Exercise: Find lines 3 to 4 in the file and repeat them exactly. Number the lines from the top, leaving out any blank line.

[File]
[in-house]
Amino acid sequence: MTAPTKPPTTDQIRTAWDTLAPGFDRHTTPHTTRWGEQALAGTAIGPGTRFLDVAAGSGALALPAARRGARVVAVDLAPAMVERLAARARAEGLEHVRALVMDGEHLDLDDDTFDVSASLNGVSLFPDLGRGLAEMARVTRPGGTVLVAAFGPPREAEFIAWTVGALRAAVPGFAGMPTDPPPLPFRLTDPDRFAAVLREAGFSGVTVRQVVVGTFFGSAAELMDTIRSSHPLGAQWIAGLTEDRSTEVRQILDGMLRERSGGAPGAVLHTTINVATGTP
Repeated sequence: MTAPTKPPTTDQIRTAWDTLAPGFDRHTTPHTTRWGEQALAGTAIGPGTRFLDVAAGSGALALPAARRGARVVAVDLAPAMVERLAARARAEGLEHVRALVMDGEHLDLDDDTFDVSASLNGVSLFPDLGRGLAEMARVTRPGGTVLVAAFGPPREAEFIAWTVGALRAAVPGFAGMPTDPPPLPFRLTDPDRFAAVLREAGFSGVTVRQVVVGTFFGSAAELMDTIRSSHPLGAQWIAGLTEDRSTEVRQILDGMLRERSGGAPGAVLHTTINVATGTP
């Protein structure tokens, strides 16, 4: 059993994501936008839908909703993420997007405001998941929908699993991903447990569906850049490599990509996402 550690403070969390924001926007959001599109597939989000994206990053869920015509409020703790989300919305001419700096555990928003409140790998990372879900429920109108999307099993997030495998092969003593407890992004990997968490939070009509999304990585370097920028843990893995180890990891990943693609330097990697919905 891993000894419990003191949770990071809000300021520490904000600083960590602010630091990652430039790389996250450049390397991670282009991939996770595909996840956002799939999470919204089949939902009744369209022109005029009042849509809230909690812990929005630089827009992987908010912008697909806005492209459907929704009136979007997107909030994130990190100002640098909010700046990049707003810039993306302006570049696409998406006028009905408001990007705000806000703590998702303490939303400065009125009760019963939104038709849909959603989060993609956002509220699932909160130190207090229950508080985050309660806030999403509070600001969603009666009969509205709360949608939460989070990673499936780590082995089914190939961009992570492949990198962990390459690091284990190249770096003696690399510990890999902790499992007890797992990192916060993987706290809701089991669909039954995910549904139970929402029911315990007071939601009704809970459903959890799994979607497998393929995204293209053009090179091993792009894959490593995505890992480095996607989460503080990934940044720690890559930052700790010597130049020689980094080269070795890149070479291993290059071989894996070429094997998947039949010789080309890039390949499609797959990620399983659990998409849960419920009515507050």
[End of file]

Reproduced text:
Repeated sequence: MTAPTKPPTTDQIRTAWDTLAPGFDRHTTPHTTRWGEQALAGTAIGPGTRFLDVAAGSGALALPAARRGARVVAVDLAPAMVERLAARARAEGLEHVRALVMDGEHLDLDDDTFDVSASLNGVSLFPDLGRGLAEMARVTRPGGTVLVAAFGPPREAEFIAWTVGALRAAVPGFAGMPTDPPPLPFRLTDPDRFAAVLREAGFSGVTVRQVVVGTFFGSAAELMDTIRSSHPLGAQWIAGLTEDRSTEVRQILDGMLRERSGGAPGAVLHTTINVATGTP
């Protein structure tokens, strides 16, 4: 059993994501936008839908909703993420997007405001998941929908699993991903447990569906850049490599990509996402 550690403070969390924001926007959001599109597939989000994206990053869920015509409020703790989300919305001419700096555990928003409140790998990372879900429920109108999307099993997030495998092969003593407890992004990997968490939070009509999304990585370097920028843990893995180890990891990943693609330097990697919905 891993000894419990003191949770990071809000300021520490904000600083960590602010630091990652430039790389996250450049390397991670282009991939996770595909996840956002799939999470919204089949939902009744369209022109005029009042849509809230909690812990929005630089827009992987908010912008697909806005492209459907929704009136979007997107909030994130990190100002640098909010700046990049707003810039993306302006570049696409998406006028009905408001990007705000806000703590998702303490939303400065009125009760019963939104038709849909959603989060993609956002509220699932909160130190207090229950508080985050309660806030999403509070600001969603009666009969509205709360949608939460989070990673499936780590082995089914190939961009992570492949990198962990390459690091284990190249770096003696690399510990890999902790499992007890797992990192916060993987706290809701089991669909039954995910549904139970929402029911315990007071939601009704809970459903959890799994979607497998393929995204293209053009090179091993792009894959490593995505890992480095996607989460503080990934940044720690890559930052700790010597130049020689980094080269070795890149070479291993290059071989894996070429094997998947039949010789080309890039390949499609797959990620399983659990998409849960419920009515507050």